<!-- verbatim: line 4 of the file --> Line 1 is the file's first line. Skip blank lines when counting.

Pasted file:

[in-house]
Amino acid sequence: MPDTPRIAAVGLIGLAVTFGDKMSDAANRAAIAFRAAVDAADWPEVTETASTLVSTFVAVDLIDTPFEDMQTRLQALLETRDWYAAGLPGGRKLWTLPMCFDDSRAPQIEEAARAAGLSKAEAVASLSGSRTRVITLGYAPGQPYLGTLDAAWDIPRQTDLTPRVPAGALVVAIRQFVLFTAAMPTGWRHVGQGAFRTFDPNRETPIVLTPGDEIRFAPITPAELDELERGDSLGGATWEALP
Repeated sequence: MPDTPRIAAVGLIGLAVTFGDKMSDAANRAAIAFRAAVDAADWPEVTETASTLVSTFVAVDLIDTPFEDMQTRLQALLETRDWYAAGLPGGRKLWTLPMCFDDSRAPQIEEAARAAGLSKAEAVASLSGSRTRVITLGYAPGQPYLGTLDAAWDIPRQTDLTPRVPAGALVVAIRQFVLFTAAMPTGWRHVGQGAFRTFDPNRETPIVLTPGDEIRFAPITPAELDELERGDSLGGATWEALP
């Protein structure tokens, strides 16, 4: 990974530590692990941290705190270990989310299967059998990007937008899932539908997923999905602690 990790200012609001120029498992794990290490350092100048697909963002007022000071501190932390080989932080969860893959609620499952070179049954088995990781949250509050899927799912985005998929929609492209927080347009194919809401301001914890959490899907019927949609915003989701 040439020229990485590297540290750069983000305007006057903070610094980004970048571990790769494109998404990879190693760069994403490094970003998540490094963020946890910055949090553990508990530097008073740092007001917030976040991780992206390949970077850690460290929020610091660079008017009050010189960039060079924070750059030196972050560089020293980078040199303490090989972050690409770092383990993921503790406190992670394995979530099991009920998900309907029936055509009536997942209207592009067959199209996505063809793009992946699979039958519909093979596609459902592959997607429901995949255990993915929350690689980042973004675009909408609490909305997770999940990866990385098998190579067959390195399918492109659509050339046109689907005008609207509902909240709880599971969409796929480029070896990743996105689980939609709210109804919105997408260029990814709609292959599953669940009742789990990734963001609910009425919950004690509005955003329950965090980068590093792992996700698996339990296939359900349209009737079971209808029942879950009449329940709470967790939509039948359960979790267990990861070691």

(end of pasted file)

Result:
């Protein structure tokens, strides 16, 4: 990974530590692990941290705190270990989310299967059998990007937008899932539908997923999905602690 990790200012609001120029498992794990290490350092100048697909963002007022000071501190932390080989932080969860893959609620499952070179049954088995990781949250509050899927799912985005998929929609492209927080347009194919809401301001914890959490899907019927949609915003989701 040439020229990485590297540290750069983000305007006057903070610094980004970048571990790769494109998404990879190693760069994403490094970003998540490094963020946890910055949090553990508990530097008073740092007001917030976040991780992206390949970077850690460290929020610091660079008017009050010189960039060079924070750059030196972050560089020293980078040199303490090989972050690409770092383990993921503790406190992670394995979530099991009920998900309907029936055509009536997942209207592009067959199209996505063809793009992946699979039958519909093979596609459902592959997607429901995949255990993915929350690689980042973004675009909408609490909305997770999940990866990385098998190579067959390195399918492109659509050339046109689907005008609207509902909240709880599971969409796929480029070896990743996105689980939609709210109804919105997408260029990814709609292959599953669940009742789990990734963001609910009425919950004690509005955003329950965090980068590093792992996700698996339990296939359900349209009737079971209808029942879950009449329940709470967790939509039948359960979790267990990861070691």